After she had her own special photo shoot. And before she kicked off her shoes and had that first dance with her daddy to Gitchee Gitchee Goo from Phineas and Ferb.
We flew to Atlanta for the wedding of my youngest nephew. Our daughter was the flower girl for the festivities. It was a whirlwind trip, the kind that leaves the traveler wishing for a couple of days to catch up on lost sleep, but it was a good trip.
Our daughter spent some important time with my dad, charming her Grandpa with all her wiles and smiles. She bonded with her Aunt Liz and developed a crush on her cousin Michael. Her dad and I figure that’s a pretty safe crush.
Mommy and Daddy’s little girl is growing up. She’s experiencing new things and asserting ever more independence. We learned a few things about her. She’s a ham. I suspected that, but this weekend provided lots of empirical evidence: she didn’t hesitate to take to the dance floor; she came running in, waving her hands to her adoring crowd as the bridal party was announced at the reception; she freely introduced herself to everyone she met. She is also a bit of a party animal; I’ll need to file that information for future reference.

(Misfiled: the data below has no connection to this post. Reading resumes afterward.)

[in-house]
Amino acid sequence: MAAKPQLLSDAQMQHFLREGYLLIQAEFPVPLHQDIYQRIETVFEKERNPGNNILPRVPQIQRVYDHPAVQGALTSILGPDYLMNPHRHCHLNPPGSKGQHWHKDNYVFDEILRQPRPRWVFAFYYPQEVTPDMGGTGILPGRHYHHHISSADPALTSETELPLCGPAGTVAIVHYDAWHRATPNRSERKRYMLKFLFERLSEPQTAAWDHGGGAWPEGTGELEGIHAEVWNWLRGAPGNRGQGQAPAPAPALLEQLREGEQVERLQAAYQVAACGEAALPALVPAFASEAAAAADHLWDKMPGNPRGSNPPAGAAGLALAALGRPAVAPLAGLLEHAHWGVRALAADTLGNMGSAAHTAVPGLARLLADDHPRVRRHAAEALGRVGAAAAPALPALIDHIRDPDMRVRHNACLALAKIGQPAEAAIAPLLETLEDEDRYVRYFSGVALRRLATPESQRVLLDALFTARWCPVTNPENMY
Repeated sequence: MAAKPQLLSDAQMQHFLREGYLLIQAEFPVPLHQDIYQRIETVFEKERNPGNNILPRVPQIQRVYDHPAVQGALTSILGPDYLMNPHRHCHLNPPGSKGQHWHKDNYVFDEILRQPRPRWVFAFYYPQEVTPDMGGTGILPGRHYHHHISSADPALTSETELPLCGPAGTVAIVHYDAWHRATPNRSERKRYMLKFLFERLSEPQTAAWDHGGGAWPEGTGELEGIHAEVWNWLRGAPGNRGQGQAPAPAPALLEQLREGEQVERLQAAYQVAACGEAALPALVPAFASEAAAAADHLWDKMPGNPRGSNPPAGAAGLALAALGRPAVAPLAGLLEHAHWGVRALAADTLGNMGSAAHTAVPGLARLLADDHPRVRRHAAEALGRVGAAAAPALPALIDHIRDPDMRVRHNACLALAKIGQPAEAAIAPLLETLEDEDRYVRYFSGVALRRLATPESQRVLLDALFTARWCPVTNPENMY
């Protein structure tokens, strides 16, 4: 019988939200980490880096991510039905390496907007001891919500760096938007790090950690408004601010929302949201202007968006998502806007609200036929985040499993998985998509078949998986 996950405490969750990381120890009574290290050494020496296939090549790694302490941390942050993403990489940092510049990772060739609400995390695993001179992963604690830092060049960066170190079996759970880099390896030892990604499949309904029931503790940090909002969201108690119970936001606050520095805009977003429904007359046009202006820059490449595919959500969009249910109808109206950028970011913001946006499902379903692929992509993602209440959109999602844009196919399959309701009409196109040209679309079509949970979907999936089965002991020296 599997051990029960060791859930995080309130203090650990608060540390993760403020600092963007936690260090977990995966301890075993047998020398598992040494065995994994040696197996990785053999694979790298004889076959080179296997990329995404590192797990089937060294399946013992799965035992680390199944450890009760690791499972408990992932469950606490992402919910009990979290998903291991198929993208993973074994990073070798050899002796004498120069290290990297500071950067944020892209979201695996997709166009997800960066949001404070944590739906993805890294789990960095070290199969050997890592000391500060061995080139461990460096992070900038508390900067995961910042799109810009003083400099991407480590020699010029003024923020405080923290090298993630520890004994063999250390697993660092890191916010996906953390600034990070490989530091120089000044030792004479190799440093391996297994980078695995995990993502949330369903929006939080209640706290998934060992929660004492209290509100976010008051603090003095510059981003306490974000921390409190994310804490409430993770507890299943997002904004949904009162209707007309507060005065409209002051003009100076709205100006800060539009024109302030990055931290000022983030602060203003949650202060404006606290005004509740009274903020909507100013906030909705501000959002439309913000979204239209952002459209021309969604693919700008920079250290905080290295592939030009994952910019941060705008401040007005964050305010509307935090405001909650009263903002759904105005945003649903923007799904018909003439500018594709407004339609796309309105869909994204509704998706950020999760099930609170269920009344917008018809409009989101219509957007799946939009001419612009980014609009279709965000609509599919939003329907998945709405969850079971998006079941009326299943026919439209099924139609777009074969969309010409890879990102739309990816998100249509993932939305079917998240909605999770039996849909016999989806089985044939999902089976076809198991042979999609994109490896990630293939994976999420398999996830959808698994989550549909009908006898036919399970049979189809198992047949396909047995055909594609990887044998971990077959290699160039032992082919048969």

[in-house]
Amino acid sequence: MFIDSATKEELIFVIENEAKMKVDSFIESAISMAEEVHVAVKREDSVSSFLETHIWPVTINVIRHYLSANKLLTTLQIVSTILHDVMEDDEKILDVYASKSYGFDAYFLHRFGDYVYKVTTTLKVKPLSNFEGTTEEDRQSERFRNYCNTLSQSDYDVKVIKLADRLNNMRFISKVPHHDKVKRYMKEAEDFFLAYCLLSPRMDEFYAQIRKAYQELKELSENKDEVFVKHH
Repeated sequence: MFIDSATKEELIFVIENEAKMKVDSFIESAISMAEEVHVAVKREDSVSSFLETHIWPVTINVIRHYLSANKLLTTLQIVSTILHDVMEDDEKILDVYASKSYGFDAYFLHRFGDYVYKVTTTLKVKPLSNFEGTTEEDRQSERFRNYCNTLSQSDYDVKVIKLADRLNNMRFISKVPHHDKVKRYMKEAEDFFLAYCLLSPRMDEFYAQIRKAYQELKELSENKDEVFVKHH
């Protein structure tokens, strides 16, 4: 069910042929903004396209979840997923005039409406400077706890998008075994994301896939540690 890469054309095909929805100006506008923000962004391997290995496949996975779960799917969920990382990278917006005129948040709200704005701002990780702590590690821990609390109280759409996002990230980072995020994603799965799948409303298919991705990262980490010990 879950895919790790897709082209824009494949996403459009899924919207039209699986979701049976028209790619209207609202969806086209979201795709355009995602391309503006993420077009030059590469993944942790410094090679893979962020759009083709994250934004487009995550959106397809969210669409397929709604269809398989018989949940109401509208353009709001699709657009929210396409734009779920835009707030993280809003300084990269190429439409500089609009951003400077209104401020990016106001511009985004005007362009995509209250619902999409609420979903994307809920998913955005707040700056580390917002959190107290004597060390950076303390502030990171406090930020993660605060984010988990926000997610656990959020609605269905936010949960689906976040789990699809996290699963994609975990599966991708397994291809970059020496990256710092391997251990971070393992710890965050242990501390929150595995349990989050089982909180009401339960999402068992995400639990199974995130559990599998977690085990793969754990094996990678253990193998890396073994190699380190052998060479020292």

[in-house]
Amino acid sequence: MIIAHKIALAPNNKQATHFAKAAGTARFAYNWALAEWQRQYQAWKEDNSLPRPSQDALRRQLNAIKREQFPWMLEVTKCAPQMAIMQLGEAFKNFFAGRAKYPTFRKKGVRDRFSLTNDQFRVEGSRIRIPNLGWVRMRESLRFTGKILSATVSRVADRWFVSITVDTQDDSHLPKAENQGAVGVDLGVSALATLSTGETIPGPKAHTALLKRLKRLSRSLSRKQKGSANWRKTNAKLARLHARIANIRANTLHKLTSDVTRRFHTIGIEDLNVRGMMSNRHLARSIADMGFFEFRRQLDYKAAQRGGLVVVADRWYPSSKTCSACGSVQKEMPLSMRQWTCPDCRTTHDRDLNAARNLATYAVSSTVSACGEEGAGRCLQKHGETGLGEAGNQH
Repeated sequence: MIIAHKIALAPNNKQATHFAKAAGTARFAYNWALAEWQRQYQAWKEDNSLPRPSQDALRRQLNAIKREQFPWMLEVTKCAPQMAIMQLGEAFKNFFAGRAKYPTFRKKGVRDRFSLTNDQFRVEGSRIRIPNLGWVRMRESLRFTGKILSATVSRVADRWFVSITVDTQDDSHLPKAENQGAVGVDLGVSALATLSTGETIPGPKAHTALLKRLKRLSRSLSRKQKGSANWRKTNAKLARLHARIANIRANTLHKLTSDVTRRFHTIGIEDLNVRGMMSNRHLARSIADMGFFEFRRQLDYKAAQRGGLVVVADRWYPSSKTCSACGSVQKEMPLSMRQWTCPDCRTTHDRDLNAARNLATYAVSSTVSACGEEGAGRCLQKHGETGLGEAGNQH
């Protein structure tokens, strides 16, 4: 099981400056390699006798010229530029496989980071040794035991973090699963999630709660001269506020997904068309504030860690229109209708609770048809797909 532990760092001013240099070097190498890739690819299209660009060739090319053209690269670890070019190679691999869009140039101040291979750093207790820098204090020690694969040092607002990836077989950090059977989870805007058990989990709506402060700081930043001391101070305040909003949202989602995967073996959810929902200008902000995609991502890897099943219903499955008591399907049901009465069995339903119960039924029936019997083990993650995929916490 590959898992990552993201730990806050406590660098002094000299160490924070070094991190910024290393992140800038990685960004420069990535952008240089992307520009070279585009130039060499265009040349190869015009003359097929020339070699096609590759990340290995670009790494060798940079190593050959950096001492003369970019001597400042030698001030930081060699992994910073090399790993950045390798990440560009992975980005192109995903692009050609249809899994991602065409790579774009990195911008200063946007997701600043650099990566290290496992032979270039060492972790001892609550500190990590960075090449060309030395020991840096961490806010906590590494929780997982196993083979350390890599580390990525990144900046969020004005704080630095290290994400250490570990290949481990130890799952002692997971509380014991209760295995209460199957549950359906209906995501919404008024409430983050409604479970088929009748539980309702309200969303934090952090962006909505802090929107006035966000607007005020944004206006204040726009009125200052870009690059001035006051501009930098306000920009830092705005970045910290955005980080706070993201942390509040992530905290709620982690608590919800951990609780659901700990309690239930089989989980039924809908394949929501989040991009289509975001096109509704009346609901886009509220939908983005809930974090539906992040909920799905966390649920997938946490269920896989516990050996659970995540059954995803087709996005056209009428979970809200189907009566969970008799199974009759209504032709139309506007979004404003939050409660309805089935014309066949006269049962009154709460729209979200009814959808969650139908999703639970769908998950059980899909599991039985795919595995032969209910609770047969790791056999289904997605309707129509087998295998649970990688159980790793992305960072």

Even though she willingly embraced experiences foreign to her, wooed strangers and worked the photographers’ cameras, she is still a little girl—one who is more interested in counting the water fountains in the atrium of the hotel than listening to adults talk. A little girl with the attention span of a gnat, who has little patience for sitting and waiting. A little girl, who when she gets tired and weary, sheds tears and the laps of new acquaintances and runs to the open arms and hugs of Mom and Dad.
And we will always be there for her.
As I think about this weekend, watching her explore and fawn over new people and places, I couldn’t help think of the song “Run Home To Me”, a song that I first heard on the Eric Clapton Back Home CD—a CD that I played a lot when I was pregnant with my daughter.
“When it’s three o’clock in the morning and something’s scared you from your breast, I will gently rock you in my arms, and lay your little head on my chest. And when you run from my arms, know we’ll always find you. And when you run out of lovin’, run home to me. Run home to me.”
She was exploring and growing in a safe environment this weekend, surrounded by friends and family, many of whom genuinely love her and want the very best for her. When things got tiring though she ran back to us, and we were glad to hold her and hug her. Because that’s what parents do, let go and take back. Knowing sometimes they have to go and find; sometimes they have to wait and receive, but always they have to love.
©2012 Michele Arduengo. All rights reserved.